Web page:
An aspiration for home ownership has long been a sacred cow in Australia, as it has been in the UK, but the introduction of the Build to Rent (BTR) asset class is providing a compelling alternative to traditional housing models.
BTR as an asset class has been at the forefront of the UK’s housing delivery in recent years, with a boom in the number of units delivered since 2014 policy changes. There are approximately 110,000 units currently in the development pipeline. Although BTR in the UK has yet to achieve the same level of market penetration as its equivalent in the United States, it is roughly five years ahead of Australia.
The UK example is one of increased housing supply, job creation, and economic stimulus – three drivers in high demand as we negotiate the COVID-19 recovery.
The UK provides a successful roadmap for growing the BTR sector that policy makers here can learn from. Both fiscal policy initiatives and bespoke market interventions have been essential in enabling the asset class to flourish and grow in the UK.
Early fiscal policy initiatives in Australia
At this early stage of the BTR life cycle in Australia, there are still questions about the viability of the asset class in the Australian market. This is in part due to the existing taxation regime at both a state and federal level, which acts to preclude investment in the sector.
This not only makes it a challenging environment for Australian based developers, but crucially and more damagingly, acts as a barrier to the introduction of foreign investment and expertise, which is essential for BTR to take off given local industry is predominantly still wedded to the build-to-sell model.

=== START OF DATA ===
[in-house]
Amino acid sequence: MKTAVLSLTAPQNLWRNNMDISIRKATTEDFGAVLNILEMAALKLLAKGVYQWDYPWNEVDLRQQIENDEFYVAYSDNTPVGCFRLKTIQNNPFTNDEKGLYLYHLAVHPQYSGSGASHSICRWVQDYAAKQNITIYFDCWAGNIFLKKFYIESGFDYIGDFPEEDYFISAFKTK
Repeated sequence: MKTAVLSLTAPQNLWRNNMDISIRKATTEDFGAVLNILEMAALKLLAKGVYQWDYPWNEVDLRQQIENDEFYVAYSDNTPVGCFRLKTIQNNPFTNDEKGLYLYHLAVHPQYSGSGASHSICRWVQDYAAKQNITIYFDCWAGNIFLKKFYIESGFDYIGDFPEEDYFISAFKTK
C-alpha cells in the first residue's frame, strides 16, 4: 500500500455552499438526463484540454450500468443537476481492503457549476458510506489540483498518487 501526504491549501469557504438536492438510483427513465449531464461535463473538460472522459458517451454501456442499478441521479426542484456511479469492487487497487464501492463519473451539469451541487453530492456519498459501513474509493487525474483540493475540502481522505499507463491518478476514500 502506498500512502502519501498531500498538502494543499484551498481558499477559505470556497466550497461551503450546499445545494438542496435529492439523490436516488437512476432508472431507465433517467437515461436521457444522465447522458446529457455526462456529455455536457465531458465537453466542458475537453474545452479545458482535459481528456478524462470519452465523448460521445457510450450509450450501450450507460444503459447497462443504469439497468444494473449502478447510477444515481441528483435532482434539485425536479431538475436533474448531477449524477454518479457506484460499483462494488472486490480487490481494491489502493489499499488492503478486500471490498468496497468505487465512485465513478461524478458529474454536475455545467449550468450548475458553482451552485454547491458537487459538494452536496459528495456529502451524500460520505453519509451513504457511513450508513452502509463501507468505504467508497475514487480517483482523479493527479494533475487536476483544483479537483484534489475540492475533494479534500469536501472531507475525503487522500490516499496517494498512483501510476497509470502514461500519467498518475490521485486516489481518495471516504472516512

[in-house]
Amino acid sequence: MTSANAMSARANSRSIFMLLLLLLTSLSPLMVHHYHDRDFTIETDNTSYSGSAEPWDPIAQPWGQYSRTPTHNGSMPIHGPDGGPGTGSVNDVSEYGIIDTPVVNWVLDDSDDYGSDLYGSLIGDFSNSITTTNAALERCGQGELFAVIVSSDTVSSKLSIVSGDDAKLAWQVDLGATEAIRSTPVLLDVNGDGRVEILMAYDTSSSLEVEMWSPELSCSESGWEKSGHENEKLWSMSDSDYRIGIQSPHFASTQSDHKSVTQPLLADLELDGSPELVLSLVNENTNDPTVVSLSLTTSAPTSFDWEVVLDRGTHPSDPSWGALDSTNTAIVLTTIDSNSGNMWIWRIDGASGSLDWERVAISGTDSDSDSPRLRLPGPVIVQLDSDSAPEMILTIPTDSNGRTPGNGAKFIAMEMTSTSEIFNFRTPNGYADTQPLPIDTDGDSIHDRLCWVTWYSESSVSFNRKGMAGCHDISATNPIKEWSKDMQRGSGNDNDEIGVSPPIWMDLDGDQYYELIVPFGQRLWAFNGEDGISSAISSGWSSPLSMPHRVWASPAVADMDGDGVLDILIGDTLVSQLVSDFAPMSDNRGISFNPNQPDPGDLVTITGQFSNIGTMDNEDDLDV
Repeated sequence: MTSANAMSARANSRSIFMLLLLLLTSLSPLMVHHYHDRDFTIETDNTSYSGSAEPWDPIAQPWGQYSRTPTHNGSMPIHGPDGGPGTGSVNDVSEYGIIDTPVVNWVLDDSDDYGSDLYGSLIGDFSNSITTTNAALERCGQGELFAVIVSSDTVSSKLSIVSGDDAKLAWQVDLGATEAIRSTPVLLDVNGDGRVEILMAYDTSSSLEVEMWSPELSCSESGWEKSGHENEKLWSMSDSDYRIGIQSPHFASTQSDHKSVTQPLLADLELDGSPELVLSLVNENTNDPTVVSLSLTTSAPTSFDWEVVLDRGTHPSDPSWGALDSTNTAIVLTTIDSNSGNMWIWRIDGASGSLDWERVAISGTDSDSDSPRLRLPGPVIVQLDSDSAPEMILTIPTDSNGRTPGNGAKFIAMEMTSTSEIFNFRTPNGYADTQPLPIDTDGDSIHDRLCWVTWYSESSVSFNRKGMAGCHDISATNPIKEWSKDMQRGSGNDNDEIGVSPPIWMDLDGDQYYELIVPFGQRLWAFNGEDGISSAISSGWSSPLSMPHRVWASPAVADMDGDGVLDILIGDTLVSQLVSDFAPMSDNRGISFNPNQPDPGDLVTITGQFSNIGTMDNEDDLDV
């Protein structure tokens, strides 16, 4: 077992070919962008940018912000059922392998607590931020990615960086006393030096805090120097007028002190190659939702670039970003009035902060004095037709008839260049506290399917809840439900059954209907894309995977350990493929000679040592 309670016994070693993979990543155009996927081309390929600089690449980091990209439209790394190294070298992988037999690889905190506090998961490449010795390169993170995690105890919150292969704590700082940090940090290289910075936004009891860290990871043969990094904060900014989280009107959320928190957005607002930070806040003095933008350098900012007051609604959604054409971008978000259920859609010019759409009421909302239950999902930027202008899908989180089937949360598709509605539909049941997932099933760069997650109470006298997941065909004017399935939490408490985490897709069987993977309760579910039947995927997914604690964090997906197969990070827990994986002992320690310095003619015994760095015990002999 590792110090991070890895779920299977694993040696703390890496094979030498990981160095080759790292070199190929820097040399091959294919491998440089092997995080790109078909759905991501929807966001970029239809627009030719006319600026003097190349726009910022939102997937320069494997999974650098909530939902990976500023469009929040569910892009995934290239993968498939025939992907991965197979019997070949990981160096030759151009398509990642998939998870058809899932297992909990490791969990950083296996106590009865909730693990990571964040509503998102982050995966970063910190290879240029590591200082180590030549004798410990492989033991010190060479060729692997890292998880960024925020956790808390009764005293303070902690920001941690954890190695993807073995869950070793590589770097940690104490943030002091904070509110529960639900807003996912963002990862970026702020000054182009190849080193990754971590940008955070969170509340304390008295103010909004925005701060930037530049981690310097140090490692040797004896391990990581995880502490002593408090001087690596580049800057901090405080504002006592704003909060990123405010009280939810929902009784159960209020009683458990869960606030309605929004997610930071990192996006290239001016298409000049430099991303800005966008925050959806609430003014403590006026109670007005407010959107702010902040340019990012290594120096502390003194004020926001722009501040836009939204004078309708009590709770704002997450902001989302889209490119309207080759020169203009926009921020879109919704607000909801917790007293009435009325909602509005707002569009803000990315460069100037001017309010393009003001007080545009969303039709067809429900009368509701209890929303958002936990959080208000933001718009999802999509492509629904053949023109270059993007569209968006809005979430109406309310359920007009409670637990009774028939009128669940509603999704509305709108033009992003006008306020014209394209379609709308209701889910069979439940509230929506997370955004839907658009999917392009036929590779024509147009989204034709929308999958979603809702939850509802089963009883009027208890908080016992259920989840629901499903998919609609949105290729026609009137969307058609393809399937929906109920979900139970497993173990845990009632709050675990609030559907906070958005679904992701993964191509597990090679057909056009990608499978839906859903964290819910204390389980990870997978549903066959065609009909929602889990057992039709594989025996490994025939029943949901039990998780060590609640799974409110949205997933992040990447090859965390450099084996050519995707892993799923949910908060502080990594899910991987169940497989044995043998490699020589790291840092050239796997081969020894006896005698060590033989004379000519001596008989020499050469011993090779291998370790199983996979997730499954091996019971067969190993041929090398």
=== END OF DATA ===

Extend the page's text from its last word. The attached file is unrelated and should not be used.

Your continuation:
There are currently a range of tax impediments to BTR that are holding back the growth of the sector. The most significant of these are the Australian government’s 30 per cent Managed Investment Trust (MIT) withholding rate (a tax applied on fund payments made to foreign investors) and Land Tax Surcharges (a tax applied to foreign purchasers of land in Australia).
BTR as a product is not eligible for the 15 per cent MIT withholding rate, which does apply for foreign investors in other property asset classes.
The NSW government has recently taken some positive steps on BTR with the announcement of a package of taxation and planning reforms designed to support the growth of the sector. Importantly, these include a 50 per cent reduction in land tax applied to BTR developments until 2040 and an exemption from the Foreign Investor Surcharge on Land Tax and Stamp Duty.
NSW Treasurer Dominic Perrottet and Planning and Public Spaces Minister Rob Stokes noted that the 50 per cent land tax cut “would encourage” BTR developments “by ensuring they were subject to similar overall amounts of state tax as comparable build-to-sell developments”.
These reforms will bring the overall tax paid on the product closer in line with other asset classes. But this is not enough, with the NSW government specifically calling on the Australian Federal government to address the MIT withholding tax issue.
More initiatives like the announcement from the NSW government on a nationwide basis and targeted at foreign investors would help address the viability concerns raised by developers and investors by ensuring that the taxation framework welcomes BTR developments and is internationally competitive.
These tax impediments have not existed to the same extent in the UK context, which hosts one of the world’s most competitive and transparent tax regimes, with no specific laws on foreign investment. With minimal exceptions, foreign controlled companies are treated in law in the same way as UK based businesses and there are minimal barriers when it comes to international property investment in all asset classes.